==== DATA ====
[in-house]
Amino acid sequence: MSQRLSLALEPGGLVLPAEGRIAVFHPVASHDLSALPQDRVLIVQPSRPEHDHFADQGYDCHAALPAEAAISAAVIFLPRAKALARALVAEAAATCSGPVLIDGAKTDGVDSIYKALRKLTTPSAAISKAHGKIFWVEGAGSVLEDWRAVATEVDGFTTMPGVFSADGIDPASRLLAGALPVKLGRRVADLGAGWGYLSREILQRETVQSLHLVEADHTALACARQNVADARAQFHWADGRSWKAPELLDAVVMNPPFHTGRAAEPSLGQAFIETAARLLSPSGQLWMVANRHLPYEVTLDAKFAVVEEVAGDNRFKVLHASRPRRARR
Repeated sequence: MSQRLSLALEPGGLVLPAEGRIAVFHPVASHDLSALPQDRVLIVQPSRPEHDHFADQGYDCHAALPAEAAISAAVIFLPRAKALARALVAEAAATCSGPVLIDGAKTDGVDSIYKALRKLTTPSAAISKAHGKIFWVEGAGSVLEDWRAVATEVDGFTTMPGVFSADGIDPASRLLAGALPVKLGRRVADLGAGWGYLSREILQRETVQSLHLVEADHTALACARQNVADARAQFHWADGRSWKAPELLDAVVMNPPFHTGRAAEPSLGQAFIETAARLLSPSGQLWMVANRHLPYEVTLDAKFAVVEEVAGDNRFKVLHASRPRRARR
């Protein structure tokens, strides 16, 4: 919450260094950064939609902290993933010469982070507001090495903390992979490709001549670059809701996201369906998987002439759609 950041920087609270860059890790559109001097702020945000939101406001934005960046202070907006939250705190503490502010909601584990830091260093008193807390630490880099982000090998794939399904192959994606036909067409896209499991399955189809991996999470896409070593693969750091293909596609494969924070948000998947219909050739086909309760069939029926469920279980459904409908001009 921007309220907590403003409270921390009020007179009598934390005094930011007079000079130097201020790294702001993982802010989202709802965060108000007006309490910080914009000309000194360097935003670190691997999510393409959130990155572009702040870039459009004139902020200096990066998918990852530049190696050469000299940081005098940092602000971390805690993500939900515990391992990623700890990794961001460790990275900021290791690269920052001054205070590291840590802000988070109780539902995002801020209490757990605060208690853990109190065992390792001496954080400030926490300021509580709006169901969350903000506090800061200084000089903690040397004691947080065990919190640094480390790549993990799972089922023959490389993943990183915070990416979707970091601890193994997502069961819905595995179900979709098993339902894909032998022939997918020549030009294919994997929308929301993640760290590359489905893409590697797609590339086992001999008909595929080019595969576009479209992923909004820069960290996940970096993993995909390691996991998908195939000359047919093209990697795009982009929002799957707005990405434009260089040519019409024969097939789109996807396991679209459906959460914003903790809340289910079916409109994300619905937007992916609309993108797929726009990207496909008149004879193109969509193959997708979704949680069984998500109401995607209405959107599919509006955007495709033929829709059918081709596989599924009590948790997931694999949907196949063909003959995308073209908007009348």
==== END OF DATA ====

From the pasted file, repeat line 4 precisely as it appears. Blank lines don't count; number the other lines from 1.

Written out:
């Protein structure tokens, strides 16, 4: 919450260094950064939609902290993933010469982070507001090495903390992979490709001549670059809701996201369906998987002439759609 950041920087609270860059890790559109001097702020945000939101406001934005960046202070907006939250705190503490502010909601584990830091260093008193807390630490880099982000090998794939399904192959994606036909067409896209499991399955189809991996999470896409070593693969750091293909596609494969924070948000998947219909050739086909309760069939029926469920279980459904409908001009 921007309220907590403003409270921390009020007179009598934390005094930011007079000079130097201020790294702001993982802010989202709802965060108000007006309490910080914009000309000194360097935003670190691997999510393409959130990155572009702040870039459009004139902020200096990066998918990852530049190696050469000299940081005098940092602000971390805690993500939900515990391992990623700890990794961001460790990275900021290791690269920052001054205070590291840590802000988070109780539902995002801020209490757990605060208690853990109190065992390792001496954080400030926490300021509580709006169901969350903000506090800061200084000089903690040397004691947080065990919190640094480390790549993990799972089922023959490389993943990183915070990416979707970091601890193994997502069961819905595995179900979709098993339902894909032998022939997918020549030009294919994997929308929301993640760290590359489905893409590697797609590339086992001999008909595929080019595969576009479209992923909004820069960290996940970096993993995909390691996991998908195939000359047919093209990697795009982009929002799957707005990405434009260089040519019409024969097939789109996807396991679209459906959460914003903790809340289910079916409109994300619905937007992916609309993108797929726009990207496909008149004879193109969509193959997708979704949680069984998500109401995607209405959107599919509006955007495709033929829709059918081709596989599924009590948790997931694999949907196949063909003959995308073209908007009348």